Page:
Raju Shrivastav in conversation with ANUJ KUMAR
“There is no need of wild card entries in my show because the performers are already wild.” This is Raju Shrivastav for you. Always witty, seldom nasty. Back after a hiatus of six months with a new show Raju Haazir Ho on NDTV Imagine, Raju says the break was deliberate.
“I was offered to judge Laughter Challenge and participate in Comedy Circus, but I refused because I didn’t want to be repetitive though some news channels are still earning revenue playing my old performances. I needed time to write new jokes and create new characters.” So he went back to his native Kanpur to find new characters to support his key protagonist Gajodhar bhaiyya. “Meantime, I went to Tirupati and there I created my first South Indian character Anna.”
Raju agrees jokes on television are increasingly obscene. “My fellow stand-up artistes often argue that there is an audience because SMS jokes are even more vulgar. But my point is SMS jokes are personal. Here you are addressing the entire family.”
Once told by the producers that his jokes are fit only for public television and melas, Raju says now the same satellite channels are going head over heels to book him. “They used to say my characters are rural and have an earthy flavour. You tell me which Indian doesn’t have a rural connection. How can you forget the farmer, who is the backbone of your country,” Raju says. He still loves to perform in melas and festivals in small town because there he gets his characters. “It is to my advantage. There I observe the audience closely. I have carved Manohar, the brother of Gajodhar through such observations.”
There is a tradition of hasya kavita in this country but stand-up is a new phenomenon and has yet to get respect. “It is true but we should realise that tamasha and ekal abhinaya (solo performance) are also stand-up performances in one sense. As for respect, it will come from originality. Earlier stand-ups were relying on mimicry. I also started in the same fashion but soon realised that I can’t go far by mimicking the stars. I started writing my own skits and jokes drawing from contemporary issues.”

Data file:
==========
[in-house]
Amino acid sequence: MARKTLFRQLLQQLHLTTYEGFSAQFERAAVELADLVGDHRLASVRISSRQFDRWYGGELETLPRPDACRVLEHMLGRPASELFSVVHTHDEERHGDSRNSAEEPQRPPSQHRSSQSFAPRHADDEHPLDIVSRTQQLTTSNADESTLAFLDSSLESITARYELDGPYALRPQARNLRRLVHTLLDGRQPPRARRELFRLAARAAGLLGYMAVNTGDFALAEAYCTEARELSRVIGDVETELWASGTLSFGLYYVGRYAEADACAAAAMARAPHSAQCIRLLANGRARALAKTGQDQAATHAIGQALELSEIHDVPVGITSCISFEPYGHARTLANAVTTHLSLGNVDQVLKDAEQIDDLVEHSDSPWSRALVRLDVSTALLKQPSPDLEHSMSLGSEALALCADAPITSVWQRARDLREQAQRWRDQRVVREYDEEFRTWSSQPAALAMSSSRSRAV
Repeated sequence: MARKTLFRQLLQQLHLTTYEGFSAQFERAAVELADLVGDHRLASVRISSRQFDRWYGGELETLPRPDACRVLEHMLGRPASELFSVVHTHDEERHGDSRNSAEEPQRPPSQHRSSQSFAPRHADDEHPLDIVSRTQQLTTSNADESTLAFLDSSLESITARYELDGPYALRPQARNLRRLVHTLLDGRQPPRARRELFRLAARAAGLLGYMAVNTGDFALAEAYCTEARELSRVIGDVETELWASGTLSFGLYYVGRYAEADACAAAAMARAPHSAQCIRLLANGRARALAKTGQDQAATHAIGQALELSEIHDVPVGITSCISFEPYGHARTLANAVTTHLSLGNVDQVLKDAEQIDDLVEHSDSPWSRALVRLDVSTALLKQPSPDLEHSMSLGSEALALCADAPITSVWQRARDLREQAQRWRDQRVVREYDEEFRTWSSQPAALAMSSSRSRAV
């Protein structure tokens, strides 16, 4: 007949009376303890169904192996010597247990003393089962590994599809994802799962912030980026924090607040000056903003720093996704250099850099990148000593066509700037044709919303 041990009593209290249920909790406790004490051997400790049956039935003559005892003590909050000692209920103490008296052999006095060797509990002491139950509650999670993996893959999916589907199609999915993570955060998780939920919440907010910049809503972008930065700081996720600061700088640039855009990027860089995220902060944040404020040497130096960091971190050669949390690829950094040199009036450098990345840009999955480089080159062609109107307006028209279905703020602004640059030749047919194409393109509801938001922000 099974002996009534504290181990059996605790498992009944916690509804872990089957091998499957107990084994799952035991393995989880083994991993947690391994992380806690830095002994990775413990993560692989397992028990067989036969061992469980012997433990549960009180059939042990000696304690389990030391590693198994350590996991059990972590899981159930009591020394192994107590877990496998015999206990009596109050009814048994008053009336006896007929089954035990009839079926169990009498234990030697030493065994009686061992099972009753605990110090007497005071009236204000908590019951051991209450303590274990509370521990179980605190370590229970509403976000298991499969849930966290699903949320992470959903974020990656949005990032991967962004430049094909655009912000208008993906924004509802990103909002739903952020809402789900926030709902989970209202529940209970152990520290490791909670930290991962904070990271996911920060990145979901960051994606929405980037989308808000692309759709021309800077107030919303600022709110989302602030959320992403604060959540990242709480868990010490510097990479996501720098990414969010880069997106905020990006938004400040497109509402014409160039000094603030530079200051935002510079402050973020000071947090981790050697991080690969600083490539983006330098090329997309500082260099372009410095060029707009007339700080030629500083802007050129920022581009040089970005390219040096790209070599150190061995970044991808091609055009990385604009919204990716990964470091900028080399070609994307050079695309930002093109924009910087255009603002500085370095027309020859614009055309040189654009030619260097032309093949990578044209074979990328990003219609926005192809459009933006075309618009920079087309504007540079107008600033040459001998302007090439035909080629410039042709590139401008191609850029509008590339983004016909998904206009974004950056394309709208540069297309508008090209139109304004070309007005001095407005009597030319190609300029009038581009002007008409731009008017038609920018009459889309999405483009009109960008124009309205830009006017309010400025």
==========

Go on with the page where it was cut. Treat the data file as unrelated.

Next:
Raju maintains the artist first longs for respect from the family. “I was dubbed as good for nothing by my family members. Those days a government job was considered the best. A post of clerk would do. As I used to mimic and used to find humour in ordinary things, I was called a nautanki. My face didn’t help my case either. Today everybody remembers me. For every little or big thing they call me. I have become a success story in my village. Youngsters want to follow me.”
He pays gratitude to Amitabh Bachchan for his success. “When I came to Mumbai, I was noticed because I could mimic Bachchan very well. Before me people like Johnny Lever were experts on Dilip Kumar and Om Prakash. I was the first one to copy Bachchan. Mimic artistes copy that personality the best whom they grew up watching. So Bachchan and Shatrughan Sinha came naturally to me. Rest you do technically or with practice.”
Unlike Lever, Raju is avoiding films. Now he has a team of four writers who collaborate with him. “This is a deliberate move. Even when I had little work, I preferred shows instead of small roles in films. But at that time I couldn’t afford to pick and choose. My aim is to develop stand-up comedy as a parallel industry in the country. I want to take it to a stage when people would come and ask why don’t you do films.” The stage is right here!